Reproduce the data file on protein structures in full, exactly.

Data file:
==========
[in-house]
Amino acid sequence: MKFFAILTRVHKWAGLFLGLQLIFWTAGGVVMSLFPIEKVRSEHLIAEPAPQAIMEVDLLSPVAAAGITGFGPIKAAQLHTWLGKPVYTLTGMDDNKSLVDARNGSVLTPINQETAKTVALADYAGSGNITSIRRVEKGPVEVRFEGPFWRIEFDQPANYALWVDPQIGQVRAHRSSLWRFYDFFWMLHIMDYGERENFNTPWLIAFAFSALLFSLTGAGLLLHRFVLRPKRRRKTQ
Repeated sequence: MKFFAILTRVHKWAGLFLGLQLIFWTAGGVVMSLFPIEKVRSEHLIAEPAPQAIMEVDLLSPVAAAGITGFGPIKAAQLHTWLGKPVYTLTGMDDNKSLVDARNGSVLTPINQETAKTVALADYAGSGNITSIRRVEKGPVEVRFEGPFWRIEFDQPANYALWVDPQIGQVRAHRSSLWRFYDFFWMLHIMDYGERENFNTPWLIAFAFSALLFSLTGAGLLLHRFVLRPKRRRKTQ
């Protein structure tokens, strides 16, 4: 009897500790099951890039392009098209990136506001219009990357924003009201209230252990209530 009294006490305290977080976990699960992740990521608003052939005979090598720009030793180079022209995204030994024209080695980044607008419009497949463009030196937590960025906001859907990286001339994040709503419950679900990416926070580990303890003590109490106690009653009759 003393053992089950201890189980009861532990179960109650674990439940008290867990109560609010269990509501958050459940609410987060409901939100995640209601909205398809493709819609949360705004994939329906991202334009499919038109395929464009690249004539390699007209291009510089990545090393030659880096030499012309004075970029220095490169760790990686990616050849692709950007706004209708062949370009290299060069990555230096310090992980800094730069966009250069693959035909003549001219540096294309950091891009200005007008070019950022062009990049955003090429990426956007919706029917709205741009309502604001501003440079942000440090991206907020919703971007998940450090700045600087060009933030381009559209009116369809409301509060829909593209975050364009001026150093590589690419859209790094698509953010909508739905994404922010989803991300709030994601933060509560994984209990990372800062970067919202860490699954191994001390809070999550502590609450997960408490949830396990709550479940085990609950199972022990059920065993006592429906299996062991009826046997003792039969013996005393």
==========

[in-house]
Amino acid sequence: MKFFAILTRVHKWAGLFLGLQLIFWTAGGVVMSLFPIEKVRSEHLIAEPAPQAIMEVDLLSPVAAAGITGFGPIKAAQLHTWLGKPVYTLTGMDDNKSLVDARNGSVLTPINQETAKTVALADYAGSGNITSIRRVEKGPVEVRFEGPFWRIEFDQPANYALWVDPQIGQVRAHRSSLWRFYDFFWMLHIMDYGERENFNTPWLIAFAFSALLFSLTGAGLLLHRFVLRPKRRRKTQ
Repeated sequence: MKFFAILTRVHKWAGLFLGLQLIFWTAGGVVMSLFPIEKVRSEHLIAEPAPQAIMEVDLLSPVAAAGITGFGPIKAAQLHTWLGKPVYTLTGMDDNKSLVDARNGSVLTPINQETAKTVALADYAGSGNITSIRRVEKGPVEVRFEGPFWRIEFDQPANYALWVDPQIGQVRAHRSSLWRFYDFFWMLHIMDYGERENFNTPWLIAFAFSALLFSLTGAGLLLHRFVLRPKRRRKTQ
């Protein structure tokens, strides 16, 4: 009897500790099951890039392009098209990136506001219009990357924003009201209230252990209530 009294006490305290977080976990699960992740990521608003052939005979090598720009030793180079022209995204030994024209080695980044607008419009497949463009030196937590960025906001859907990286001339994040709503419950679900990416926070580990303890003590109490106690009653009759 003393053992089950201890189980009861532990179960109650674990439940008290867990109560609010269990509501958050459940609410987060409901939100995640209601909205398809493709819609949360705004994939329906991202334009499919038109395929464009690249004539390699007209291009510089990545090393030659880096030499012309004075970029220095490169760790990686990616050849692709950007706004209708062949370009290299060069990555230096310090992980800094730069966009250069693959035909003549001219540096294309950091891009200005007008070019950022062009990049955003090429990426956007919706029917709205741009309502604001501003440079942000440090991206907020919703971007998940450090700045600087060009933030381009559209009116369809409301509060829909593209975050364009001026150093590589690419859209790094698509953010909508739905994404922010989803991300709030994601933060509560994984209990990372800062970067919202860490699954191994001390809070999550502590609450997960408490949830396990709550479940085990609950199972022990059920065993006592429906299996062991009826046997003792039969013996005393």